Rana: Withholding vital information on health from women maintains the system of dependence that is crucial for medical patriarchy. When we don’t know how our bodies work and how to take care of them, our agency is transferred onto healthcare providers who administer that care on our behalf. More often than not, these healthcare providers do not provide the needed information or care. By regaining that knowledge, we restore our agency over our sexual and reproductive health.
Livia: When you’re actually given information about what your body does, what it can or cannot look like, and how to take care of yourself, you have a sense of agency and you finally feel competent within your own body. This is what omgyno is trying to do.
Doreen, as the founder, can you tell us how the idea for omgyno came into fruition?
Doreen: I come from a family that was quite open-minded, but I realized that no matter how independent I am in taking care of myself with my sexual health, there was no safe space in Lebanon to help me do so. Since then, I had an idea sitting in the back of my mind, wanting to address the lack of appropriate safe sexual health spaces.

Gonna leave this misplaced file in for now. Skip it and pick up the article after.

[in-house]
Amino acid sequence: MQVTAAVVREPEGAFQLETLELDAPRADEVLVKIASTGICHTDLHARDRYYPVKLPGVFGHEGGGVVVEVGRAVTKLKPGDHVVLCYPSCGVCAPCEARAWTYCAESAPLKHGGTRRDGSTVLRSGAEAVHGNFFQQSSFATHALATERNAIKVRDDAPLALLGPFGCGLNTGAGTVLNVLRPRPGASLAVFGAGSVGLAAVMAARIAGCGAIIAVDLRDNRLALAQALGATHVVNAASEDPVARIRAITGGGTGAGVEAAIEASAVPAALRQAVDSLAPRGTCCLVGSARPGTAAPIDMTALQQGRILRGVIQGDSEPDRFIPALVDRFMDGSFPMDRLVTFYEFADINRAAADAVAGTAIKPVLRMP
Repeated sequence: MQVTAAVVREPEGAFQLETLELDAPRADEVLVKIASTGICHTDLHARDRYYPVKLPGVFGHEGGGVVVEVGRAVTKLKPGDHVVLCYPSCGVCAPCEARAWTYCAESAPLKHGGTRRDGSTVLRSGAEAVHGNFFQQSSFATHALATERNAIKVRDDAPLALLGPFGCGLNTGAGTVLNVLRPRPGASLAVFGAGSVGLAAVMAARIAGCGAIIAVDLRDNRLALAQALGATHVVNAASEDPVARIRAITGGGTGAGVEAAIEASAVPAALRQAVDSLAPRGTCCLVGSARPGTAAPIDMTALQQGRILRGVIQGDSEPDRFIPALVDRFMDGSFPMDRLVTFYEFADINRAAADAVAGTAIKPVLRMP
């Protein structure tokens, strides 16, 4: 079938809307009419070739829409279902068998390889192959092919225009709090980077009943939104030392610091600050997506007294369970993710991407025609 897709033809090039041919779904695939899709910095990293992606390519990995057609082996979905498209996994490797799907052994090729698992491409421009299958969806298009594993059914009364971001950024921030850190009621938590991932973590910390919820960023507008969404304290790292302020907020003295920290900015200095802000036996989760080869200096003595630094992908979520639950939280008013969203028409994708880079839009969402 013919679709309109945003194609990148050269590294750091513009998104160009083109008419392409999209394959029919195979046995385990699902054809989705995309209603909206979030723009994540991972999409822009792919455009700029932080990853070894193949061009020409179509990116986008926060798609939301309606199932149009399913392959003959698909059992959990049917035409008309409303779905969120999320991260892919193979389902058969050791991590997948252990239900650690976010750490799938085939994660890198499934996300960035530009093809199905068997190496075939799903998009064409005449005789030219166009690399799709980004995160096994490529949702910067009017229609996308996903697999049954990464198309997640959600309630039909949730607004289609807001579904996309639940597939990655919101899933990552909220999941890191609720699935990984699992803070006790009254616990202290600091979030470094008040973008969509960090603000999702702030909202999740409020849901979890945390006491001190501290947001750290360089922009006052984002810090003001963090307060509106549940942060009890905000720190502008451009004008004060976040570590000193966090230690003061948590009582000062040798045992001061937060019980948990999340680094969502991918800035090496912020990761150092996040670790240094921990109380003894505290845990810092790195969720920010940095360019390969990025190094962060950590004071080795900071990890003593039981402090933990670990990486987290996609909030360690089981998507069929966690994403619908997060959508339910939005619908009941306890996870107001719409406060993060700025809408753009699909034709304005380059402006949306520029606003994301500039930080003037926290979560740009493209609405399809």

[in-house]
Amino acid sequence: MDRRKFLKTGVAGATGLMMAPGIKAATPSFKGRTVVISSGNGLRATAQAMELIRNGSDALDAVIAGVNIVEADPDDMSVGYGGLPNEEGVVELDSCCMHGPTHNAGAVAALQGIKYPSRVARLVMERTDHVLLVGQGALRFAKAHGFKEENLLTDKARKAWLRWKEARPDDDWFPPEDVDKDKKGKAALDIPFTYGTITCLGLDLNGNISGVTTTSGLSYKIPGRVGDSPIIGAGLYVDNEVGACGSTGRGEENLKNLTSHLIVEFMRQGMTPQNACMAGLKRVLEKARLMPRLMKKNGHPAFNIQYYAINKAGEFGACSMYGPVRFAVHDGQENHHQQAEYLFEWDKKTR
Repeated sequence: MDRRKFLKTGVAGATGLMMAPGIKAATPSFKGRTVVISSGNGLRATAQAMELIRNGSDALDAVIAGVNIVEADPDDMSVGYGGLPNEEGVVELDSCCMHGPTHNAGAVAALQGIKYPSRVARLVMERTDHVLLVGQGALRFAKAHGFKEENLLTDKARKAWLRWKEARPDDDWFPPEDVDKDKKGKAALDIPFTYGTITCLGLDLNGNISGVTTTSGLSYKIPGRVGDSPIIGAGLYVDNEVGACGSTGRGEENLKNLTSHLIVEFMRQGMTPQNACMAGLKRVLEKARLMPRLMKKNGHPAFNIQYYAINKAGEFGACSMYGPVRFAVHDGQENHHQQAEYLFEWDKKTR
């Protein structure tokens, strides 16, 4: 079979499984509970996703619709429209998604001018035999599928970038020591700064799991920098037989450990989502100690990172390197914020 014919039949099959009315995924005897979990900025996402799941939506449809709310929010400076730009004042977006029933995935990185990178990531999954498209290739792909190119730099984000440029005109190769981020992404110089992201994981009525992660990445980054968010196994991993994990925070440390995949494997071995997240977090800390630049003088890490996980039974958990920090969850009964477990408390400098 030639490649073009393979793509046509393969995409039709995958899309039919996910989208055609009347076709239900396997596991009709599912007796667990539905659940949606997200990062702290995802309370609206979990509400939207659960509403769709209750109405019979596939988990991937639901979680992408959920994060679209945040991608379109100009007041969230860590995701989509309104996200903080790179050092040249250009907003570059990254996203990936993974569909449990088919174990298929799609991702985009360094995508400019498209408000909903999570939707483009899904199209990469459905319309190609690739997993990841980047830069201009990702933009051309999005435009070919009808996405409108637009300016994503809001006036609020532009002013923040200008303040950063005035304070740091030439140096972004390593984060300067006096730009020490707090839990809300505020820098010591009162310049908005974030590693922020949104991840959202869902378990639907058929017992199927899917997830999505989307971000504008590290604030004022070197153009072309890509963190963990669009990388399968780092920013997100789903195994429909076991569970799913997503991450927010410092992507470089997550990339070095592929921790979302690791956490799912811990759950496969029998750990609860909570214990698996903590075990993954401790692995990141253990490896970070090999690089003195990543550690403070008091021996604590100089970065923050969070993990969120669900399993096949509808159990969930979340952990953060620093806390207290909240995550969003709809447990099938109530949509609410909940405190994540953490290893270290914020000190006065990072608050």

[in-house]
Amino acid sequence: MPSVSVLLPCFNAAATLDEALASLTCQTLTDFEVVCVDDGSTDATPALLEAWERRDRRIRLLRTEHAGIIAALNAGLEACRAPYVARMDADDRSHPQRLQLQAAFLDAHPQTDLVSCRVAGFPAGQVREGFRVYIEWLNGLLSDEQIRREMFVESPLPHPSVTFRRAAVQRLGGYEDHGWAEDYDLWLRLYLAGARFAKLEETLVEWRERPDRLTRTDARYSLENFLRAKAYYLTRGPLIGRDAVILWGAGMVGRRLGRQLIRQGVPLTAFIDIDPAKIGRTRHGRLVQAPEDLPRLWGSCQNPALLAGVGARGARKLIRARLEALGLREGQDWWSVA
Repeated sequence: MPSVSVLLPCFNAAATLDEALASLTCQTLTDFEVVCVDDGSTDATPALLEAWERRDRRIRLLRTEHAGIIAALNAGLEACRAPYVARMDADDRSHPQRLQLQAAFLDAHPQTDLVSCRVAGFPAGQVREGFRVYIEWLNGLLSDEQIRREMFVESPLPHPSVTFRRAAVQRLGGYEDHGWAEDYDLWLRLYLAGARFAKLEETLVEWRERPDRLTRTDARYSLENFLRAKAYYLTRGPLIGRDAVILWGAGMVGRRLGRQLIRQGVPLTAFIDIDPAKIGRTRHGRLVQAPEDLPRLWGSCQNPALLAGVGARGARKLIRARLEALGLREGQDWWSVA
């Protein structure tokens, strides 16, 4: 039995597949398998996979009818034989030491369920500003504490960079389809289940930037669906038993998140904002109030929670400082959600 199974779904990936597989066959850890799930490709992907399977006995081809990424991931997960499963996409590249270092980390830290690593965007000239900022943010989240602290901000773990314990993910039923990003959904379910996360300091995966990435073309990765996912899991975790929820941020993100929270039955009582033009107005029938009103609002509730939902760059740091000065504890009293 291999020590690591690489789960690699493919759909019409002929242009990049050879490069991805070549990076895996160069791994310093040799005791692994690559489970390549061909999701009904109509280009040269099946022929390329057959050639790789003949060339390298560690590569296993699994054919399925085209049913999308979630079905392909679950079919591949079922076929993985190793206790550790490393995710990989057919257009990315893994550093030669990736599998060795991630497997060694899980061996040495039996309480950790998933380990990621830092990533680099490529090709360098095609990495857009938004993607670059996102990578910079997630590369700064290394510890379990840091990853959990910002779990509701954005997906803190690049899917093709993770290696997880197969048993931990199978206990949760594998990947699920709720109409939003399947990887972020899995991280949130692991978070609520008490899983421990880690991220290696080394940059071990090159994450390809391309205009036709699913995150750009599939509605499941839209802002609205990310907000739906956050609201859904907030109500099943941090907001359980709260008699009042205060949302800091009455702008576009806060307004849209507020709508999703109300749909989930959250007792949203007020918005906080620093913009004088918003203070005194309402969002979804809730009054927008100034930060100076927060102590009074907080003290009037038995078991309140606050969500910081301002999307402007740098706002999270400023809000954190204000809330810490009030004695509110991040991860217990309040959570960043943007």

When COVID hit in 2020, I saw an opportunity to work on this project, which I had been wanting to launch for so long. I put out a survey and shared it amongst my friends. This survey had a few questions about people’s sexual health, and it suddenly opened up this pandora’s box of huge problems that people were dealing with in Lebanon, where they felt like they had nowhere to go or no one to talk to about their sexual or reproductive health.